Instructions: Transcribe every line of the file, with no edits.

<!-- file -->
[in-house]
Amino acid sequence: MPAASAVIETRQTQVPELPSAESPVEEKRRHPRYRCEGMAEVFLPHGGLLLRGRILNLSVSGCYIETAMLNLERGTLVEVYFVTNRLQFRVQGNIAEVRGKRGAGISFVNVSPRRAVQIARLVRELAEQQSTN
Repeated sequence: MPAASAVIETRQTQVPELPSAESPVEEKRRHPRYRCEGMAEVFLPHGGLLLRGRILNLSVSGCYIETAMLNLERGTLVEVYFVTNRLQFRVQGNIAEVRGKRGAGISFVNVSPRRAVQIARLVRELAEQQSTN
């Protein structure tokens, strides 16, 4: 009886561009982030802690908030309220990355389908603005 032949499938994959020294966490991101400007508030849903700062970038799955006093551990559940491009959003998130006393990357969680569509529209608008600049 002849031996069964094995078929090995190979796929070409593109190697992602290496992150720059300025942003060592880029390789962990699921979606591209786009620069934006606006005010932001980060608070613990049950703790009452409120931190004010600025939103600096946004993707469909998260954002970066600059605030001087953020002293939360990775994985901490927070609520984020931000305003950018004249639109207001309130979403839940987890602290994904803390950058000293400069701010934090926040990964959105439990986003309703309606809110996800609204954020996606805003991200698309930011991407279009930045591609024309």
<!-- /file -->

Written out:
[in-house]
Amino acid sequence: MPAASAVIETRQTQVPELPSAESPVEEKRRHPRYRCEGMAEVFLPHGGLLLRGRILNLSVSGCYIETAMLNLERGTLVEVYFVTNRLQFRVQGNIAEVRGKRGAGISFVNVSPRRAVQIARLVRELAEQQSTN
Repeated sequence: MPAASAVIETRQTQVPELPSAESPVEEKRRHPRYRCEGMAEVFLPHGGLLLRGRILNLSVSGCYIETAMLNLERGTLVEVYFVTNRLQFRVQGNIAEVRGKRGAGISFVNVSPRRAVQIARLVRELAEQQSTN
């Protein structure tokens, strides 16, 4: 009886561009982030802690908030309220990355389908603005 032949499938994959020294966490991101400007508030849903700062970038799955006093551990559940491009959003998130006393990357969680569509529209608008600049 002849031996069964094995078929090995190979796929070409593109190697992602290496992150720059300025942003060592880029390789962990699921979606591209786009620069934006606006005010932001980060608070613990049950703790009452409120931190004010600025939103600096946004993707469909998260954002970066600059605030001087953020002293939360990775994985901490927070609520984020931000305003950018004249639109207001309130979403839940987890602290994904803390950058000293400069701010934090926040990964959105439990986003309703309606809110996800609204954020996606805003991200698309930011991407279009930045591609024309």